Iowa’s surprising decision

April 3, 2009
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I’ll admit it, I’m surprised the Iowa Supreme Court unanimously ruled civil marriage isn’t only for a man and woman. Iowa is in the Midwest and many people in this part of the country have deep-seated, often religious influences on their reasons for opposing gay marriage.

I’d expect an East Coast or West Coast state with big cities and more diverse populations to approve gay marriage, but somewhere in the Midwest? I never thought I’d see that anytime soon.

I skimmed the opinion authored by Justice Mark S. Cady this morning shortly after it was handed down and it’s well-written and pretty interesting. That state’s high court found the gay marriage ban violated the equal protection clause of the Iowa Constitution.

Justice Cady wrote, “Our responsibility, however, is to protect constitutional rights of individuals from legislative enactments that have denied those rights, even when the rights have not yet been broadly accepted, were at one time unimagined, or challenge a deeply ingrained practice or law viewed to be impervious to the passage of time.”

One argument of the county against gay marriage was studies have shown two-parent households with a mother and a father is the most optimal situation to raise children in and a gay household would be detrimental to the well-being of children. On that Justice Cady wrote, "If the marriage statute was truly focused on optimal parenting, many classifications of people would be excluded, not merely gay and lesbian people.”

The ruling got me thinking about how our Supreme Court might decide the issue here. I know the circumstances of a lawsuit wouldn’t be the same and our state constitutions differ, but if given the facts of the Iowa suit here, would our high court reach the same conclusion? Does this ruling also open the door to more Midwestern states allowing same-sex civil marriages or civil unions?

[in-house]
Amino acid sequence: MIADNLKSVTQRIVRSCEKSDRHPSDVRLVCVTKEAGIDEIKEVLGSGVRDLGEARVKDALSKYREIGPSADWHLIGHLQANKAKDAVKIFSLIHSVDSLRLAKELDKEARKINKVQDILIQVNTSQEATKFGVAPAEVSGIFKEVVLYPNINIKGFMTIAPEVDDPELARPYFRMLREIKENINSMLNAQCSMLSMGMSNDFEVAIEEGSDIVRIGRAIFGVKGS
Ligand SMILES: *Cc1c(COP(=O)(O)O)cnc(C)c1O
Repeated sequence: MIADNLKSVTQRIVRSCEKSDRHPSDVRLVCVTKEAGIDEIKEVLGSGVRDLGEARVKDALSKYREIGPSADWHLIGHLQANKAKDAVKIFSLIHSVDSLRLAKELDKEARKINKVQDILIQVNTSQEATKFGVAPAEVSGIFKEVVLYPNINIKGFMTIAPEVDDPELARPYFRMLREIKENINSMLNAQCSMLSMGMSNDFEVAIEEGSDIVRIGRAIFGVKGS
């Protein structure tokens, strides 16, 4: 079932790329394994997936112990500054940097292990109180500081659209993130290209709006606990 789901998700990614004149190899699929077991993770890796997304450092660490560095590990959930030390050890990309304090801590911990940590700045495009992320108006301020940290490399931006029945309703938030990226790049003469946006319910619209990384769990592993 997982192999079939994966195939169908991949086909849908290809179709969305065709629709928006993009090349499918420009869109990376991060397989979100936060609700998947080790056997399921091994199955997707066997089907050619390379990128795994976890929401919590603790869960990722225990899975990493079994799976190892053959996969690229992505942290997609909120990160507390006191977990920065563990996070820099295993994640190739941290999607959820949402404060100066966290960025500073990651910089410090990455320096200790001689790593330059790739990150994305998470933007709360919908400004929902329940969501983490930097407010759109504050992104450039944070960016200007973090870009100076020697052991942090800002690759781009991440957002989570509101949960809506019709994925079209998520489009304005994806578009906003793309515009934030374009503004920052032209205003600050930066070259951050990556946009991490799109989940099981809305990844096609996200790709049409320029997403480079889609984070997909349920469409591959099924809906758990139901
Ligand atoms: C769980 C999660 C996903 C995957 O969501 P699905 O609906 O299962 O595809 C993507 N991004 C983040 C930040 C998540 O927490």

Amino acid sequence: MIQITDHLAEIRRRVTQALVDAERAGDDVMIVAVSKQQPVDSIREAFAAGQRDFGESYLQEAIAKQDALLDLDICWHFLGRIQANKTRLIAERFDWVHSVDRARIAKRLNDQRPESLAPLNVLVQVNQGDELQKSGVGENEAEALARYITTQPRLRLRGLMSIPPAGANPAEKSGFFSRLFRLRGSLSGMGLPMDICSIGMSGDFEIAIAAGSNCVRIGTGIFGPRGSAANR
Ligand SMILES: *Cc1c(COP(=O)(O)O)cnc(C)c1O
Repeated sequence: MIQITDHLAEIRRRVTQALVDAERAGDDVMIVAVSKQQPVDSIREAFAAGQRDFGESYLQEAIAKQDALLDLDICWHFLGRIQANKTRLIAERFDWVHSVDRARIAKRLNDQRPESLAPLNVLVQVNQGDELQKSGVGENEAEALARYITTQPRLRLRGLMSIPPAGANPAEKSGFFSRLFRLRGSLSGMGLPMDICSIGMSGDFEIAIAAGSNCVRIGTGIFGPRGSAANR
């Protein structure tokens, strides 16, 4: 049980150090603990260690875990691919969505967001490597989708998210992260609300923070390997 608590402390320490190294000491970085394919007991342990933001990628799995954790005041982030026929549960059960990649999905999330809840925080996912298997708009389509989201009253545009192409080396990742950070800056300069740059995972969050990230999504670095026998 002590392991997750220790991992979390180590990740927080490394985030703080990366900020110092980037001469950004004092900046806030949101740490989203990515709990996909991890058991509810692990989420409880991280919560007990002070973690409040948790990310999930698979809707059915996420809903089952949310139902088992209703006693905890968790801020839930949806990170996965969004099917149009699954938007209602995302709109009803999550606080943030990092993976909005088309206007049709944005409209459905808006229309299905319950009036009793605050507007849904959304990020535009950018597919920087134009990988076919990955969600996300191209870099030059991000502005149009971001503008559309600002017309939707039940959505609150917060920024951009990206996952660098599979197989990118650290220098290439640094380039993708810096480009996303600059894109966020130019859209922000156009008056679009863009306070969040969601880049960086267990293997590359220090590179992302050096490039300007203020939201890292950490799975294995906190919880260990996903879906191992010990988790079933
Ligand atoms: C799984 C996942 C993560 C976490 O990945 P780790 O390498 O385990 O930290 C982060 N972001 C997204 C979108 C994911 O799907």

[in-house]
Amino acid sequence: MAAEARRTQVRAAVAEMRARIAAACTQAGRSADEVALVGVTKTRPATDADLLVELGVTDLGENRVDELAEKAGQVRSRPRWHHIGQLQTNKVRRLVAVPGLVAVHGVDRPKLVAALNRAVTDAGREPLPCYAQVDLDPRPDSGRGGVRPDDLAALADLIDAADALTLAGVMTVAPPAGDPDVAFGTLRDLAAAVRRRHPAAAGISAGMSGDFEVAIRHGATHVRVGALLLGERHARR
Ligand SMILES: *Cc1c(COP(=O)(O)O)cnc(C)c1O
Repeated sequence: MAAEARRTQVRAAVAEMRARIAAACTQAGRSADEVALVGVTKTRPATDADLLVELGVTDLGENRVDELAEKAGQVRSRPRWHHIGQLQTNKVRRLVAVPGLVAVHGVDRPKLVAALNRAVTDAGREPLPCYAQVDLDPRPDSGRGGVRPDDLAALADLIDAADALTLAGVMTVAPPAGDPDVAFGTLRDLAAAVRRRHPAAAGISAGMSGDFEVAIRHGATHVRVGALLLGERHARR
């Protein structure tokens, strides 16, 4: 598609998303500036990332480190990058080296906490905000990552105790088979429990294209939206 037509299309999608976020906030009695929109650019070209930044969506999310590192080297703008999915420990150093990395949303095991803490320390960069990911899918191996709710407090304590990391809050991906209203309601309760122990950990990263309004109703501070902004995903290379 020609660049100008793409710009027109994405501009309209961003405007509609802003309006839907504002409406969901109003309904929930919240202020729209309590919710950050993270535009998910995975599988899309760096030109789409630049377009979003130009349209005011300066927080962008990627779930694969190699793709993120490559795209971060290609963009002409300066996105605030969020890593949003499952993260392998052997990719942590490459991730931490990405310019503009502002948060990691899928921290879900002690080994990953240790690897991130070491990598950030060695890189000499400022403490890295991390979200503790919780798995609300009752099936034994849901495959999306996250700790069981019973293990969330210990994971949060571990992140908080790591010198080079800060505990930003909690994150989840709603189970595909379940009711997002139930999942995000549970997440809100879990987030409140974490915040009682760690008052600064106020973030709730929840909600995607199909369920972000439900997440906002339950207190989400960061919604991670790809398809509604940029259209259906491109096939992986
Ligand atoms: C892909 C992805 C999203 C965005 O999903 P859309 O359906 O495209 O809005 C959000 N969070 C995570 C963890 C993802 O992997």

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  1. What is this, the Ind Supreme Court thinking that there is a separation of powers and limited enumerated powers as delegated by a dusty old document? Such eighteen century thinking, so rare and unwanted by the elites in this modern age. Dictate to us, dictate over us, the massess are chanting! George Soros agrees. Time to change with times Ind Supreme Court, says all President Snows. Rule by executive decree is the new black.

  2. I made the same argument before a commission of the Indiana Supreme Court and then to the fedeal district and federal appellate courts. Fell flat. So very glad to read that some judges still beleive that evidentiary foundations matter.

  3. KUDOS to the Indiana Supreme Court for realizing that some bureacracies need to go to the stake. Recall what RWR said: "No government ever voluntarily reduces itself in size. Government programs, once launched, never disappear. Actually, a government bureau is the nearest thing to eternal life we'll ever see on this earth!" NOW ... what next to this rare and inspiring chopping block? Well, the Commission on Gender and Race (but not religion!?!) is way overdue. And some other Board's could be cut with a positive for State and the reputation of the Indiana judiciary.

  4. During a visit where an informant with police wears audio and video, does the video necessary have to show hand to hand transaction of money and narcotics?

  5. I will agree with that as soon as law schools stop lying to prospective students about salaries and employment opportunities in the legal profession. There is no defense to the fraudulent numbers first year salaries they post to mislead people into going to law school.

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